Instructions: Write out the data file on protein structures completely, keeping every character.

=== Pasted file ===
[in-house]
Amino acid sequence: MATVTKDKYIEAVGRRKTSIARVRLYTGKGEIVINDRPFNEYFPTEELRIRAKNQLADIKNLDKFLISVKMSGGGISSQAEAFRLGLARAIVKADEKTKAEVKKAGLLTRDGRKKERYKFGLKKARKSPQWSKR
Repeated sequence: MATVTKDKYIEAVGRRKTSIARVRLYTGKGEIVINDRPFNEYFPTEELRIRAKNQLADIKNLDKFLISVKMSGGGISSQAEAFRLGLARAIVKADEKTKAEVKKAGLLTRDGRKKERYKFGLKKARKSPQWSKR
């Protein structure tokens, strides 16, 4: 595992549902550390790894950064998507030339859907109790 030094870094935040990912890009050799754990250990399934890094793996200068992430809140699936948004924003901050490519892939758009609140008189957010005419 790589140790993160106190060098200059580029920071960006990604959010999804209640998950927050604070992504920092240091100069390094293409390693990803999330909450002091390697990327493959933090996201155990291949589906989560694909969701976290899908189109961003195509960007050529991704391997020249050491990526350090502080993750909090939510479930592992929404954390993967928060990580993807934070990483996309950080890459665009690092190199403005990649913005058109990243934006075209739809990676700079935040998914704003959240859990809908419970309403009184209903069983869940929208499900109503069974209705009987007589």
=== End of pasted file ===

[in-house]
Amino acid sequence: MATVTKDKYIEAVGRRKTSIARVRLYTGKGEIVINDRPFNEYFPTEELRIRAKNQLADIKNLDKFLISVKMSGGGISSQAEAFRLGLARAIVKADEKTKAEVKKAGLLTRDGRKKERYKFGLKKARKSPQWSKR
Repeated sequence: MATVTKDKYIEAVGRRKTSIARVRLYTGKGEIVINDRPFNEYFPTEELRIRAKNQLADIKNLDKFLISVKMSGGGISSQAEAFRLGLARAIVKADEKTKAEVKKAGLLTRDGRKKERYKFGLKKARKSPQWSKR
């Protein structure tokens, strides 16, 4: 595992549902550390790894950064998507030339859907109790 030094870094935040990912890009050799754990250990399934890094793996200068992430809140699936948004924003901050490519892939758009609140008189957010005419 790589140790993160106190060098200059580029920071960006990604959010999804209640998950927050604070992504920092240091100069390094293409390693990803999330909450002091390697990327493959933090996201155990291949589906989560694909969701976290899908189109961003195509960007050529991704391997020249050491990526350090502080993750909090939510479930592992929404954390993967928060990580993807934070990483996309950080890459665009690092190199403005990649913005058109990243934006075209739809990676700079935040998914704003959240859990809908419970309403009184209903069983869940929208499900109503069974209705009987007589």